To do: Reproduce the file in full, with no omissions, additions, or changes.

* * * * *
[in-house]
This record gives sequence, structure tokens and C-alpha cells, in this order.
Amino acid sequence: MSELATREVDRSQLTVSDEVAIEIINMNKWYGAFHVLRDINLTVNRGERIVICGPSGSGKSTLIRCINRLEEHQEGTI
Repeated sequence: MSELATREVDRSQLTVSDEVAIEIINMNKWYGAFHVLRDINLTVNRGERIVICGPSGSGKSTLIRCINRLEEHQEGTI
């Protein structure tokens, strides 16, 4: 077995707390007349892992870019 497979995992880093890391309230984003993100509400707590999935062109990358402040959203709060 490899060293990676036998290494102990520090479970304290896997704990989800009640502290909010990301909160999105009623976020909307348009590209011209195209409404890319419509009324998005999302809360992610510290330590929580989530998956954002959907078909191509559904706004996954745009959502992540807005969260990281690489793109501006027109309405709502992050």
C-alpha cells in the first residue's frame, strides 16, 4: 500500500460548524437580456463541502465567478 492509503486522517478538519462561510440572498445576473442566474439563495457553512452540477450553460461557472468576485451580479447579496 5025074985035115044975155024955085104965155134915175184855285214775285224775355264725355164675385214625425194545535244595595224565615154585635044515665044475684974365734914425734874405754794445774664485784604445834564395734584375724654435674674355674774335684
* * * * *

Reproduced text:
[in-house]
This record gives sequence, structure tokens and C-alpha cells, in this order.
Amino acid sequence: MSELATREVDRSQLTVSDEVAIEIINMNKWYGAFHVLRDINLTVNRGERIVICGPSGSGKSTLIRCINRLEEHQEGTI
Repeated sequence: MSELATREVDRSQLTVSDEVAIEIINMNKWYGAFHVLRDINLTVNRGERIVICGPSGSGKSTLIRCINRLEEHQEGTI
């Protein structure tokens, strides 16, 4: 077995707390007349892992870019 497979995992880093890391309230984003993100509400707590999935062109990358402040959203709060 490899060293990676036998290494102990520090479970304290896997704990989800009640502290909010990301909160999105009623976020909307348009590209011209195209409404890319419509009324998005999302809360992610510290330590929580989530998956954002959907078909191509559904706004996954745009959502992540807005969260990281690489793109501006027109309405709502992050």
C-alpha cells in the first residue's frame, strides 16, 4: 500500500460548524437580456463541502465567478 492509503486522517478538519462561510440572498445576473442566474439563495457553512452540477450553460461557472468576485451580479447579496 5025074985035115044975155024955085104965155134915175184855285214775285224775355264725355164675385214625425194545535244595595224565615154585635044515665044475684974365734914425734874405754794445774664485784604445834564395734584375724654435674674355674774335684